Partial Birth Act Upheld
VOLOKH at law.ucla.edu
Thu Apr 19 13:39:46 PDT 2007
(1) I'm not sure why it's unreasonable for those who generally
oppose positive constitutional rights to distinguish prisoners from
nonprisoners -- just as it's hardly unreasonable even for Establishment
Clause maximalists to endorse some government-provided (or at least
government-licensed) prison chaplains and prison-run religious services,
even when they'd oppose such government-provided practices in other
contexts. When the government locks someone up, it may well incur extra
positive obligations to protect him from certain threats that it
wouldn't have in other contexts.
(2) It should be easy "to resist calling self-professed 'pro
life' politicians anti-poor or insincere in their professed commitment
to 'life' when they carry their objection and hostility to 'positive
rights' from the courthouse to the legislature by pushing a legislative
agenda that is hostile to government 'safety nets' for the poor (and
especially children living in poverty)."
First, one can quite reasonably believe there is a greater moral
obligation to fight private violence against others than to protect
people from privation. One might be mistaken in this, but that hardly
makes one's views insincere.
Second, many people do believe, as best I can tell entirely
sincerely, that various safety-net programs are counterproductive. I
stress again: They may be factually wrong on this. But being wrong is
not the same as being insincere.
> -----Original Message-----
> From: Henry K Prempeh [mailto:prempehe at shu.edu]
> Sent: Thursday, April 19, 2007 12:58 PM
> To: Judith Baer
> Cc: CONLAWPROF at lists.ucla.edu;
> conlawprof-bounces at lists.ucla.edu; 'Malla Pollack'; Volokh, Eugene
> Subject: RE: Partial Birth Act Upheld
> The "conservative" objection to constitutionally guaranteed
> "positive rights" is apparently not total !!!
> Per Chief Justice Rehnquist's opinion for the Court in
> Deshaney, there is one sure way for the poor in America to
> become constitutionally entitled to a "positive right" (to
> minimum subsistence from the Government): get convicted for
> a crime and become a prisoner. See Deshaney (". . . when
> the State takes a person into its custody and holds him there
> against his will, the Constitution imposes upon it a
> corresponding duty to assume some responsibility for his
> safety and general well-being. The affirmative duty to
> protect arises not from the State's knowledge ofn the
> individual's predicament or its expressions of intent to help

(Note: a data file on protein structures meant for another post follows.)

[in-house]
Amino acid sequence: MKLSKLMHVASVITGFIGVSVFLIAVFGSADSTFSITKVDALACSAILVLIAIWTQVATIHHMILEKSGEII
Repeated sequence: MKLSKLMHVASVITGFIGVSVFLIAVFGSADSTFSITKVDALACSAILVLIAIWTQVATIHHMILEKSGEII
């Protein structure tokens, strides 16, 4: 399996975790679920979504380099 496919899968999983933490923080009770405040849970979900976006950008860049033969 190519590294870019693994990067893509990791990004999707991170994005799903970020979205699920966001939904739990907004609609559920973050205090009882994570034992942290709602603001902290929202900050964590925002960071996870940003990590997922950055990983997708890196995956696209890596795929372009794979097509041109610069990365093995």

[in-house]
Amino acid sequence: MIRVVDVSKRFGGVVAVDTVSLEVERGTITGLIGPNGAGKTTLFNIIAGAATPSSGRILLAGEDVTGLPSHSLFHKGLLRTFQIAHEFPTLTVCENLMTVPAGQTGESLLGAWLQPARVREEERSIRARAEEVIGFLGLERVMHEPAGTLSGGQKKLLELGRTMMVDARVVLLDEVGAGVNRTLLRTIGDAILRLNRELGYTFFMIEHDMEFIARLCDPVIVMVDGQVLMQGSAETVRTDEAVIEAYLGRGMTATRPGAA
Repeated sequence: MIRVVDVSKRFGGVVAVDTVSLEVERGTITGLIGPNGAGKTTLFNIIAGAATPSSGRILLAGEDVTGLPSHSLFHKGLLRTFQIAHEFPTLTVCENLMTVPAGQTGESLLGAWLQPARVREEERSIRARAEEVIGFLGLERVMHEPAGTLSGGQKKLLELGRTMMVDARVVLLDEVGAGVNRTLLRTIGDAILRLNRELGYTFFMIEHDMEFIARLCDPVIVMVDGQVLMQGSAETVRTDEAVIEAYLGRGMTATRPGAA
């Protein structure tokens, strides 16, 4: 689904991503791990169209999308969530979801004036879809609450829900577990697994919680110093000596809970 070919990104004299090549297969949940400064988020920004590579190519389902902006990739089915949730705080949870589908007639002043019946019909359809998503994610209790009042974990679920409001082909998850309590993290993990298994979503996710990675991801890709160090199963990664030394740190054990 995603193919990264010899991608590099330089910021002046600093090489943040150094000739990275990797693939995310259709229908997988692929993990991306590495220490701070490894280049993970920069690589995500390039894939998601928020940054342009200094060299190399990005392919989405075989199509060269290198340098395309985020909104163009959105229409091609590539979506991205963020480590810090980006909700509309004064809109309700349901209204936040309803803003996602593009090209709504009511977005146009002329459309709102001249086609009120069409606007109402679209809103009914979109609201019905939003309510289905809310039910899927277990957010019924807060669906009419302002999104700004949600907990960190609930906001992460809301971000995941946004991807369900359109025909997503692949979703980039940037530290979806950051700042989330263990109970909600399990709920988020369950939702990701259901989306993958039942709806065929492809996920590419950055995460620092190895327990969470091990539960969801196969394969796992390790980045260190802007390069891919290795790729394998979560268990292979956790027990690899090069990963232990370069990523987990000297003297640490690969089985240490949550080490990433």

> him, but from the limitation which it has imposed on his
> freedom to act in his own behalf") (Rehnquist, C.J.).
> Of course it's not necessarily unreasonable or anti-poor for
> anyone to insist (implicitly) that the problem of poverty
> must be a problem for democracy (politics), not for
> constitutionalism (courts). But it is difficult to resist
> calling self-professed "pro life" politicians anti-poor or
> insincere in their professed commitment to "life" when they
> carry their objection and hostility to "positive rights" from
> the courthouse to the legislature by pushing a legislative
> agenda that is hostile to government "safety nets" for the
> poor (and especially children living in poverty).
> Yes, there is the policy argument about perverse incentives.
> But what is more perverse than guaranteeing "constitutional"
> positive rights to the poor only when they become criminal
> convicts but not when they are
> law-abiding citizens outside the prison walls!! Little wonder many
> unrehabilitated ex-convicts, finding "life" on the outside
> materially intolerable, get themselves back to prison where
> "some" hot meal or "some"
> shelter is guaranteed!!
> H. Kwasi Prempeh
> Associate Professor of Law
> Seton Hall University School of Law
> One Newark Center
> Newark, New Jersey 07102-5210
> (973) 642-8837
> Judith Baer
> <JBAER at politics.t
> Sent by: "'Malla Pollack'"
> conlawprof-bounce <mpollack at ajsl.us>,
> s at lists.ucla.edu Eugene'"
> <VOLOKH at law.ucla.edu>,
> CONLAWPROF at lists.ucla.edu
> 04/19/2007 12:01
> RE: Partial Birth Act
> However, look at the legislative agenda of anti abortion
> polticians and activists. Their polemics do not include
> anything about making sure that the chlidren they push women
> to deliver will be well taken care of -- instead the standard
> "conservative" line is to both cut abortion and cut saftey
> nets for the poor.
> I refer everyone toJean Reith Schroedel, IS THE FETUS A
> PERSON? (Cornell,
> 2000.) She finds that state anti-abortion legislation is not
> positively correlated with safety nets or oltherlaws that
> treat the fetus as a persdon, such as criminalpenalties for
> third-party fetal killing. However, restrictive abortion laws
> were negatively correlated with laws protecting the rights of
> Judy Baer
> To post, send message to Conlawprof at lists.ucla.edu To
> subscribe, unsubscribe, change options, or get password, see
> Please note that messages sent to this large list cannot be
> viewed as private. Anyone can subscribe to the list and read
> messages that are posted; people can read the Web archives;
> and list members can (rightly or
> wrongly) forward the messages to others.
More information about the Conlawprof